Rape and sexual assault are serious crimes under state and federal laws, and the criminal justice system should be an ally for survivors, especially since most rapists are repeat offenders. Yet law enforcement has been notorious for failing to properly investigate sexual assault, and some universities have actively repelled local law enforcement, obstructing the ability of police to investigate crimes; for instance, police have been refused access to some campuses when attempting to serve orders of protection or to interview alleged perpetrators.

“The campus system cannot adequately ensure the safety of the community beyond the college borders,” explained Laura Dunn, a former University of Wisconsin student activist, sexual-assault survivor and founder of SurvJustice. “Knowing your rights and options in every system—and having proper legal support to navigate them all—is essential for survivors to truly be safe and demand accountability after sexual violence.”

There is clearly much more work to be done to reduce sexual violence and harassment on college campuses—but student activists are not giving up. After Feminists United filed its Title IX complaint against UMW, university president Richard Hurley sent a hostile and disparaging letter to FMF President Eleanor Smeal, the entire UMW community and the media. Members of Feminists United responded with a strong statement of their own, blasting President Hurley for his misrepresentation of the complaint. “Worse still,” they wrote, “the way you framed the conversation about these threats, suggesting that members of our club were somewhat at fault for opening themselves up to criticism, was eerily similar to the victim blaming that is so prominent in rape culture.”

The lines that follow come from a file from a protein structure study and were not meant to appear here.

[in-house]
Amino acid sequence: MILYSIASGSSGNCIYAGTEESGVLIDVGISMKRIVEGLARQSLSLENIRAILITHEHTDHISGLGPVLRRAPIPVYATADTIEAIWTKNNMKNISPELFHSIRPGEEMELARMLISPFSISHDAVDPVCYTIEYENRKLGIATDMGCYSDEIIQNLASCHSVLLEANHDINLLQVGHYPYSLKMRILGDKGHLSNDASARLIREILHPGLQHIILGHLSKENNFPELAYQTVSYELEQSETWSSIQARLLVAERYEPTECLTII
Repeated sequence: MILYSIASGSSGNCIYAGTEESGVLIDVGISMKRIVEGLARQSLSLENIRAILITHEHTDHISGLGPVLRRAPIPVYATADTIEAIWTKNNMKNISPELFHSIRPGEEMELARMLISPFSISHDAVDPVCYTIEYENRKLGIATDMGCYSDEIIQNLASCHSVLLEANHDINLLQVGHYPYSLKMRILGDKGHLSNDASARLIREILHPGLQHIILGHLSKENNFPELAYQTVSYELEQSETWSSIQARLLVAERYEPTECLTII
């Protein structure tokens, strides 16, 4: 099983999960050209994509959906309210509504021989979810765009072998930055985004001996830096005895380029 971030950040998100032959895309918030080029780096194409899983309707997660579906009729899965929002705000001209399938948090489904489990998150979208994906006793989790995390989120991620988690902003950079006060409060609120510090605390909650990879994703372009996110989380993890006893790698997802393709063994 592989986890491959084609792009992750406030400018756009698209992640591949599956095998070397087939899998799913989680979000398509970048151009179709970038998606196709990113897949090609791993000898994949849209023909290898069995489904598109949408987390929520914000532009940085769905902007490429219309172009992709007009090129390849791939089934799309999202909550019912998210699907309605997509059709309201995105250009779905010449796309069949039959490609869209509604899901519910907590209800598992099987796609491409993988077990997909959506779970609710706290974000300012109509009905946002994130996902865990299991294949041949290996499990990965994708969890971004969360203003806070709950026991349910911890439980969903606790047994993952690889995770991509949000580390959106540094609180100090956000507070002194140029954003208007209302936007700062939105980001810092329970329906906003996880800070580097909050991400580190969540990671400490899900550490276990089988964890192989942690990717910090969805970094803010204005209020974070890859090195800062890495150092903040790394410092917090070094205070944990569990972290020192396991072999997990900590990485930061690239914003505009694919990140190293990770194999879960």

The students later amended their Title IX complaint to add a retaliation claim against the university. “We’re not backing down,” said Julia Michels.

Michels realizes that the complaint will probably not be resolved while she is a student at UMW. That fact does not dampen her determination. “We care about other students,” she said. “We have hope that the environment will improve, and we want to make it better for the people who will come after us.”

Asked if she had any advice for other students wanting to organize their campuses, Michels said, “Remember that there are people who can help. Reach out to professors, national organizations, community groups and other student associations. Keep fighting. Don’t give up. Show them you are not going away.”

GAYLYNN BURROUGHS is policy director for the Feminist Majority Foundation.

DEBRA S. KATZ is a civil rights lawyer based in Washington, D.C., and specializes in Title IX matters. She is counsel to Feminists United in their claims against UMW.